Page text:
Monday, September 8, 2014

Garden to Table

In my opinion one of the most underused parts of vegetable plants in the U.S. is the zucchini flower - I'd bet that many Americans don't even realize that zucchinis are flowering plants, let alone cook with them. Over in Italy they have the right idea, stuffing and frying squash blossoms galore, and they are just. heavenly. (I mean really how bad is anything when it's stuffed with cheese and deep-fried?) So when I saw the unpicked flowers at my work's kitchen garden, all alone and abandoned among the weeds, I knew I had to take them home with me. And stuff them and devour them. Here's how I did it:

1) Pick the blossoms. This is the obvious first step in the process, and you may ask, "really how hard can that be?" But it's important to know which blossoms to pick: apparently there are male and female flowers, the female being able to cross-pollinate to create more plants, so if you pick them all then no more zucchinis. Which would be sad. You can tell the difference between the two because the females have little bulbs sort of bulging at the base of the blossoms, where the petals connect with the stems. So I picked only male bulbs (though I heard a rumor that the females taste even better), careful to avoid the little prickles on the stems as I cut the flowers. It's best to store the blossoms in the fridge immediately and cook them that day, to best enjoy their freshness.

2) Clean the blossoms, rinsing and drying them gently, and then fill the petals with ricotta. I made a mixture using a cup of part-skim ricotta, lemon zest, fresh thyme, salt and pepper - simple and easy. Getting the mixture into the flowers was a little trickier, requiring small utensils to spoon a few teaspoons of cheese into each, closing the petals gently with fingers to keep it from spilling out.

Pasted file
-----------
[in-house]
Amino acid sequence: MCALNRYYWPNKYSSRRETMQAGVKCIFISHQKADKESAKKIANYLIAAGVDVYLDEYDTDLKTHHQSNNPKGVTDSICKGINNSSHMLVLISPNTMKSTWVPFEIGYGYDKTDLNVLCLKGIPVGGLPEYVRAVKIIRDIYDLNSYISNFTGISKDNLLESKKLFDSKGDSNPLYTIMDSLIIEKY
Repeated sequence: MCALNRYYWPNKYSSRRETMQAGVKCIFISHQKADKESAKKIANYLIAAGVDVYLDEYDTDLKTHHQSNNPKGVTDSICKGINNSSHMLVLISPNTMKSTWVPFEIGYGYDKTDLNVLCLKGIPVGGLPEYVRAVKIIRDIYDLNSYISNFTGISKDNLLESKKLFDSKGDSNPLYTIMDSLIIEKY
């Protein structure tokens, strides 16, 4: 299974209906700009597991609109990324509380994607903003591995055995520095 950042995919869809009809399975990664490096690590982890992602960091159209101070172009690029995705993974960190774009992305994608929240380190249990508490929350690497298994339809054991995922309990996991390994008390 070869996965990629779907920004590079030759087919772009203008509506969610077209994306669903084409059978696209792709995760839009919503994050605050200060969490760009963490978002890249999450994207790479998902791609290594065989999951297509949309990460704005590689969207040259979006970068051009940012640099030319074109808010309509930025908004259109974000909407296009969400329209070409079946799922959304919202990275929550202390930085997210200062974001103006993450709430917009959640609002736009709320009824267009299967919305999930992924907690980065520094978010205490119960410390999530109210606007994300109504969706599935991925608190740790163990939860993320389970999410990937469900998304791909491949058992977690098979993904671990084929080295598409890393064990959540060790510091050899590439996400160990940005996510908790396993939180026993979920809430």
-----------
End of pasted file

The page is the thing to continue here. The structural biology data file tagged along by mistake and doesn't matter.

3) Heat some frying oil in a heavy skillet - I used canola - and make the frying batter. Again I kept it really simple, whisking some all-purpose flour into beer until the batter was about the color of peanut butter and the texture of a wet paste. I used my friend's homemade lager, which gave the batter a nice subtle flavor - I probably used about a cup of flour to half a bottle of beer, whisking out the lumps, but I didn't measure it exactly. It's more about getting the batter to the right consistency, which I find is easiest to just eyeball it.

4) Dredge the stuffed blossoms into the batter and then drop into the frying pan, submerging them in the oil. They only take a few minutes to cook, the petals are so delicate and fine, so once the coating turns a light golden brown they're ready to come out and drain on a paper towel. Then sprinkle with a little sea salt and serve warm!

No comments:

Post a Comment